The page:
The band's first three albums were re-released on CD by Ozit Records. Early in 1978 after the release of Sons of Survival, Urban Blitz left the band because of musical and personal differences, he was replaced by singer Dave Vanian of punk rock band The Damned, who had temporarily split. The Doctors of Madness were known informally as'the Doctors'. After the release of Sons of Survival in 1978, Strange experimented with renaming the band'The Doctors'. Kid Strange and Peter DiLemma continued as a trio, minus violinist, before disbanding after disappointing sales of the latest album and withdrawal of record company support, they played their final gig at The Music Machine in Camden, North London, on 26 October 1978, with TV Smith of The Adverts as a guest. In years, Richard Strange continued to promote and perform Doctors of Madness music while pursuing an extensive international career as a solo artist. In 2003 he performed in Japan, backed by ex-Pogues multi-instrumentalist David Coulter and Sister Paul, a Japanese Doctors of Madness tribute band based in Tokyo.
Recognition of Doctors of Madness influence on the emergence of British punk rock was documented in the book An Unauthorised Guide to Punk Rock: The Early English Scene, which included the Deviants, the Doctors of Madness, David Bowie, the Sex Pistols and the Clash. The band's reappraisal as an important influence in British punk rock had prompted the re-release of their albums on CD in 2002; the original line-up of the Doctors of Madness - Kid Strange, Peter DiLemma and Urban Blitz - reunited in London in October 2014 for a one-off performance at the South Bank Centre as part of Richard Strange's "Language is a Virus from Outer Space", a multi-media centenary celebration of satirical US writer
The Hull and Doncaster Branch is a secondary main railway line in England, connecting Kingston upon Hull to South Yorkshire and beyond via a branch from the Selby Line near Gilberdyke to a connection to the Barnsley to Barnetby Line at a junction near Thorne 8 miles northeast of Doncaster. The line was sanctioned by parliament in 1864, opened in 1869. There are two minor stations on Thorne North; the Hull and Doncaster Line is a railway running from Staddlethorpe junction on the Hull and Selby Line southwest past to the River Ouse crossing by the Skelton viaduct swing bridge near Skelton and making an end on junction at Goole railway station. At Goole the line diverges southwest passing over the westward running line of the former Wakefield and Goole Railway; the line ran to Doncaster over the Barnsley to Barnetby branch line to Doncaster. As of 2014 Network Rail classes the line as a secondary route, part of the SRS H.08 set of route which include Goole-Knottingley and Moorthorpe-Knottingley-Church Fenton lines.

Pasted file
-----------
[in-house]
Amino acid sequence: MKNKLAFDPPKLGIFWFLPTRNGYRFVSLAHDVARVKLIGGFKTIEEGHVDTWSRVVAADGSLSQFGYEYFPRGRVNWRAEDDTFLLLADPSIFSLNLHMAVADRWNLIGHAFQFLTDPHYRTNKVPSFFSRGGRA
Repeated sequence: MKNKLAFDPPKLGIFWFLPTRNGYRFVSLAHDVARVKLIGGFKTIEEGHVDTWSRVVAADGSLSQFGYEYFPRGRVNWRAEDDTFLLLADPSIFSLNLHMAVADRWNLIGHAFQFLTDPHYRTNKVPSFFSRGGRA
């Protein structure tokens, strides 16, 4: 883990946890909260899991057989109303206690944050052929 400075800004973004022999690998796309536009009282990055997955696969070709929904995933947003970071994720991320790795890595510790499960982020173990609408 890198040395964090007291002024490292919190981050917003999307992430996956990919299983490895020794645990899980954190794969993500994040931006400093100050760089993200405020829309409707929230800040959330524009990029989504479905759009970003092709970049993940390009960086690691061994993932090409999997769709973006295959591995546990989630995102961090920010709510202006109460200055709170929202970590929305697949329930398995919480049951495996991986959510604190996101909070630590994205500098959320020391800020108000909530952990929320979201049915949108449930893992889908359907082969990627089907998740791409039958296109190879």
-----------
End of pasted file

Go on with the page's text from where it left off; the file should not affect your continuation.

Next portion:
The line is double tracked, with the exception of the junction at Thorne. The line code is TJG: TJG1 Thorne junction to Thorne is 1 mile 944 yards. Route availability is 8 or 9, with loading gauge W6 to W9, the linespeed 70 miles per hour; the line is used for both passenger and freight trains, with an average of two passenger trains per hour. Early proposals for a line connecting Hull to Doncaster included the Hull and Midland Direct Railway, promoted in 1845, for a line from the Hull and Selby Line near Gilberdyke, crossing the Ouse near Goole by a tunnel via Thorne and Kirk Sandall to Doncaster west to a junction with the North Midland Railway near Wath upon Dearne; this was abandoned by 1846. Another scheme, the Hull and Doncaster Railway was promoted in 1855 to connect South Yorkshire coalfields to Hull. In 1860 another scheme, called the'Hull and Doncaster Railway', was submitted to parliament; the line was to run from the Thorne branch of the South Yorkshire Railway to a junction with the Hull and Selby Railway east of Staddlethorpe station.